At a time when LGBTQ rights are under fire in many states, Rabbi David Ariel-Joel believes the most vocal supporters of those rights – in Kentucky or anywhere – ought to be religious leaders.“Actually, religious leaders have a special duty to be helping and supporting the LGBTQ community, because historically we’ve been part of the problem, and not part of the solution,” he said.
“Historically, it was religious leaders, including in our tradition, that were the ones putting stigmas on people because of their sexual orientation,” he continued. “We have passages in our sacred scriptures that I’m not proud of. We have statements from rabbis all through history, and even today, that I’m not proud of, that ostracize and say horrible things about people because of their sexual orientation.”
But Ariel-Joel, a senior rabbi at The Temple, isn’t just saying religious leaders should be at the forefront of the LGBTQ struggle; he, his colleagues and congregants are doing something.
The Temple will host its Third Annual Equality Shabbat Saturday, June 10, 2017 from 9 a.m.-1 p.m. This year’s theme is “Creating a Welcoming Community.” The program is free to the public.
The Equality Shabbat, which falls during LGBTQ Pride Month, celebrates those who are Lesbian, Gay, Bisexual, Transgender, Queer and Questioning (LGBTQ). The Temple is the only Jewish congregation in Kentucky that commemorates LGBTQ Pride Month with a special Shabbat service.
The LGBTQ community continues to face discrimination, according to Ariel-Joel.
“Definitely, there’s a need for anything that we can do in Kentucky for the LGBTQ community,” he said, “especially now that there are new laws that might make it legal to discriminate against people because of their sexual orientation. It’s a big issue.”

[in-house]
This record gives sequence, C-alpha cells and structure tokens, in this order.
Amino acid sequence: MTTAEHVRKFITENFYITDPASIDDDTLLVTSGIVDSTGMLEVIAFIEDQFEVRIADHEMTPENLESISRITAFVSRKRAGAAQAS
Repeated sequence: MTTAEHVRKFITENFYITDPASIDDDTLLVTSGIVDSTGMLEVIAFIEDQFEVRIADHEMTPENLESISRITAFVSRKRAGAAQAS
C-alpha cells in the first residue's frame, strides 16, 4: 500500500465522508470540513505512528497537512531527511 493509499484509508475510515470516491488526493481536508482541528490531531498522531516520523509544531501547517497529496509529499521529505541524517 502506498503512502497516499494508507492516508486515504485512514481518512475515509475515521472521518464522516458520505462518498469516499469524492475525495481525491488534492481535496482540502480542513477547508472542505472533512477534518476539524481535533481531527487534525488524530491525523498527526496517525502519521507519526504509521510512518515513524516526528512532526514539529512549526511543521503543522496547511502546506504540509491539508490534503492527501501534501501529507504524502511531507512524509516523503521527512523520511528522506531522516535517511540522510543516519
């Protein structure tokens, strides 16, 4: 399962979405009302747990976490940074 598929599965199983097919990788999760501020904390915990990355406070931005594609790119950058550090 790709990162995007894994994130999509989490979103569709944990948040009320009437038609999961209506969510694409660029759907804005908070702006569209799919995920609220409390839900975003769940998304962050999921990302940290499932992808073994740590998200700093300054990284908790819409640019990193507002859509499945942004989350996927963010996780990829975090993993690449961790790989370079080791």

He was referring to the raft of religious freedom bills that have worked their way through state legislatures, which critics say threaten the civil rights of the LGBTQ community in the name of religious freedom.
Ariel-Joel got the idea for Equality Shabbat from Israel, particularly from one Reform congregation in Jerusalem, Kol Haneshama, which has the same program.
“Every year, I’m in Jerusalem at the time when they do that, and every year I participate in the Equality Shabbat there — it’s called Pride Shabbat there,” Ariel-Joel said. And every year I say to myself, we should do it here.”
So three years ago, when the rabbi told his then-adult education chair, Aaron Guldenschuh, about Pride Shabbat, he replied “so why don’t we do it here?”
They have been doing it ever since.
Equality Shabbat includes Torah Study at 9 a.m., services at 10:30 a.m., Kiddush and lunch at noon followed by a screening of the film Hineini (Here I am) a documentary about coming out at a Jewish day school in Massachusetts. A discussion will follow.
For Ariel-Joel, the highlight of the Shabbat is always the hakafah (Torah procession) during services.
“We ask anyone who is either LGBTQ themselves or a parent, or a sibling or a child, to join that hakafa,” he said, “so that is like our own small Pride Parade with the Torahs.”
The community response to Equality Shabbat has been generally positive, he said. Some 80-100 people attended last year’s program, including leaders from other faith groups.
Only a few negative responses have been received, Ariel-Joel said. “At one time or another, we considered having extra security, but it didn’t turn out to be a problem.”